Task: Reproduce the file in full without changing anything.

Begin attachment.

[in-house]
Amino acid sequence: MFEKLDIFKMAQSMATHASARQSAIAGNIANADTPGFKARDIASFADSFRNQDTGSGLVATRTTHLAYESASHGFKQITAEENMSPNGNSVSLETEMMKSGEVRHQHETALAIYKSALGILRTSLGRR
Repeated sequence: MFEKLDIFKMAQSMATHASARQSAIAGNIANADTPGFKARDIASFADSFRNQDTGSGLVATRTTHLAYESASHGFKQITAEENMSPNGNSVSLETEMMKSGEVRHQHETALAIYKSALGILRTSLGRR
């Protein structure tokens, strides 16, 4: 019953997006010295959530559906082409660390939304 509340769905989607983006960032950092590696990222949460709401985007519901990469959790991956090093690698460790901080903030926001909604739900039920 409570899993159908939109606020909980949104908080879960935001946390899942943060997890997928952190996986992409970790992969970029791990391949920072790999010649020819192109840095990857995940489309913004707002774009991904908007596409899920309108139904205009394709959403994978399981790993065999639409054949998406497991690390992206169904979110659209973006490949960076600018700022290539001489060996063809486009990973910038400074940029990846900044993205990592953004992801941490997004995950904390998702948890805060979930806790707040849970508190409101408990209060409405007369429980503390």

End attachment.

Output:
[in-house]
Amino acid sequence: MFEKLDIFKMAQSMATHASARQSAIAGNIANADTPGFKARDIASFADSFRNQDTGSGLVATRTTHLAYESASHGFKQITAEENMSPNGNSVSLETEMMKSGEVRHQHETALAIYKSALGILRTSLGRR
Repeated sequence: MFEKLDIFKMAQSMATHASARQSAIAGNIANADTPGFKARDIASFADSFRNQDTGSGLVATRTTHLAYESASHGFKQITAEENMSPNGNSVSLETEMMKSGEVRHQHETALAIYKSALGILRTSLGRR
């Protein structure tokens, strides 16, 4: 019953997006010295959530559906082409660390939304 509340769905989607983006960032950092590696990222949460709401985007519901990469959790991956090093690698460790901080903030926001909604739900039920 409570899993159908939109606020909980949104908080879960935001946390899942943060997890997928952190996986992409970790992969970029791990391949920072790999010649020819192109840095990857995940489309913004707002774009991904908007596409899920309108139904205009394709959403994978399981790993065999639409054949998406497991690390992206169904979110659209973006490949960076600018700022290539001489060996063809486009990973910038400074940029990846900044993205990592953004992801941490997004995950904390998702948890805060979930806790707040849970508190409101408990209060409405007369429980503390």